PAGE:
By the 1940s there was still little change for the family, still living at Amsterdam Avenue, Louis still working as an Elevator Operator, Charles their eldest son had left home, while Louis Junior and George were still at home, however the stock market crash that started in 1929 had put paid to their careers ion brokerage, with the value of stocks and shares collapsing, closing companies, throwing thousands out of work, and causing the start of the great depression.

The boys were lucky, they managed to get jobs Louis Jnr now worked as a typesetter on the New York Times, whilst George had got a job through his Dad as an Elevator Operator.

The Jossa’s neighbours were mainly American born, but with notable numbers of Russians, Germans, Irish, English, and a smattering of Hungarians and other East Europeans, and a few Canadians and Scots.

Come the outbreak of WW2 Louis signed up for the “Old Man’s” draft, which was quite an optimistic thing to do given that he was 61 years old by then, but hats off to him for chutzpah. At the time he was an Elevator Operator for Gresham Realty.

After the War Louis and Elizabeth retired to Santa Barbara California where their eldest son Charles had settled.

In Part 4 we shall see what happened to the other Jossa Brothers.

This is a small extract of the type of work Time Detectives carries out for clients when tracing their Family Histories. We produce Family Trees, and Family Stories ranging from £300-£600. They make an ideal gift for Christmas, Birthdays, Weddings, Wedding Anniversaries, and Fathers and Mothers Days. If you would like your Family Tree Researched why not drop us a line with an enquiry to paulmcneil@timedetectives.co.uk. We’ll look forward to hearing from you.

Not "Jossa" South London Family


Part 1 Great Britain: A Land of Opportunity

Jacqueline Jossa is an actress well known for her part as Lauren Branning in East Enders, but her Family is more associated with South of the River than the East End, but that’s not all, there is a whole Family story covering Belgium to Canada, and The USA to France, so not “Jossa” South London Family!

The name itself has a number of separate origins, in Spain, Hungary, Germany, and Italy. But is so rare in the UK that all the Jossa’s in the UK are likely related, with the exception of recent arrivals from the EU.

A Belgian Engineer

The earliest ancestor that can be linked to Jacqueline via the records is Augustine Jossa, Jacqueline Jossa’s Great-Great-Great Grandfather whose son Charles Jossa, (Jacqueline Jossa’s Great Great Grandfather) was born in Belgium and came to England during the mid-Victorian period.

Charles Jossa was a Machine Fitter, a skilled worker, and came to work in the Industrial Town of Wallsall during the 1870s.

Charles Jossa

Publican’s Daughter

Frequenting the local Pubs, Charles dark good looks had drawn the attention of the Publican’s daughter in The Greyhound Inn, in Upper Rushall Street Wallsall. This was Mary Somers a Catholic Girl and the daughter of George Somers an Irish Publican who ran the Bull’s Head before George changed its name to “The Greyhound”.

The Malt Shovel Oldbury

He had moved the family up from Oldbury where he had run “The Malt Shovel”, frequented by the local Iron Workers, many of them themselves Irish, he ran a tight house and was not a man to be meddled with. The Greyhound could also be boisterous, and Mary’s Father George wasn’t beyond throwing out rowdies when the occasion arose, as in 1874 when one Michael Melville became “Drunk and Quarrelsome” picked a fight with another customer, and found himself slung out by George. So once our Charles Jossa had caught the eye of Mary Somers, it was beyond doubt that he would be doing the right thing by her, and in 1876 the two were married in Wallsall.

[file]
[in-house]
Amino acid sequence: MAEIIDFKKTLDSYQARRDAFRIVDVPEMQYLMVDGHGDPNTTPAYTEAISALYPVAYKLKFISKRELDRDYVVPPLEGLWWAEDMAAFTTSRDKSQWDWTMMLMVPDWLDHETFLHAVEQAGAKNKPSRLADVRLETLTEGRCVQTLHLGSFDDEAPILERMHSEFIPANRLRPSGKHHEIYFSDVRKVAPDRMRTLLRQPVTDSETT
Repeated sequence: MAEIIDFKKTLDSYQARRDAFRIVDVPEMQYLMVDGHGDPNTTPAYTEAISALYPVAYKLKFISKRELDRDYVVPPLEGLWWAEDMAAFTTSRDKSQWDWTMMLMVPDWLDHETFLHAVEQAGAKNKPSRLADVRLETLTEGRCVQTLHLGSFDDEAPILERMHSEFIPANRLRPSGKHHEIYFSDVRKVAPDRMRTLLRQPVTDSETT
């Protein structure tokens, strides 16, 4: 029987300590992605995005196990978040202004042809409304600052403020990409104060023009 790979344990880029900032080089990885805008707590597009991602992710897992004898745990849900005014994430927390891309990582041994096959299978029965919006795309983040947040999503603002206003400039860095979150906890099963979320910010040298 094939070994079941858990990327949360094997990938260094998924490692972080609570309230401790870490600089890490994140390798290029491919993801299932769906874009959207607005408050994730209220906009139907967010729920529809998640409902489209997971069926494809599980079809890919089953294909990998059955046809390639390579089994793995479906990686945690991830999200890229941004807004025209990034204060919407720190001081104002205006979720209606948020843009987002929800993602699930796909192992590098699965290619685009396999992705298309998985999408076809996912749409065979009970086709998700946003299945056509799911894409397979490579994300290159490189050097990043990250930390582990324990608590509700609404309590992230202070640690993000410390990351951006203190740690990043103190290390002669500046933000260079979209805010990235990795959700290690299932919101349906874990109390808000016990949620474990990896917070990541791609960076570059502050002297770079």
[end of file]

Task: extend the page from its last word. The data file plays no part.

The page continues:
Move South

The couple had two sons in Walsall, George 1877 and Martin 1879, before moving to Nottingham, where son Lewis was born 1881. The Family’s stay in Nottingham was temporary, and by 1881 they had made a major move, South, to the Woolwich/Plumstead area of Kent, that would become part of South East London. Charles’ and Mary’s last two sons, the first called Charles after his Father in 1883 and John in 1885 were born in Plumstead, where the Family lived for a while in Walmer Road.

The reason this area was chosen for the move was that London by the South Bank of the Thames was a booming in light industrial work feeding into the heavier machine work around the Shipyards, Dockyards, and Railheads on the River Thames. More specifically the area the Jossas settled in was in walking distance of the Royal Arsenal, the preeminent spot for arms and munitions manufacture in the UK.

The area grew substantially at the time of the Jossas’ arrival, and the social side of life improved for workers in the area with guaranteed employment. In 1868 twenty workers set a Cooperative Society, that provided cheaper food, that grew to over half a million members providing Funerals, Housing, Libraries, and Insurance. In 1886 the workers set up the Dial Square Football Club, renamed two weeks later to Royal Arsenal (nicknamed the Woolwich Reds), entering the Football League as Woolwich Arsenal in 1893 (while the Jossas were living there) the team that would eventually become the modern Arsenal Football Club and move North of The River.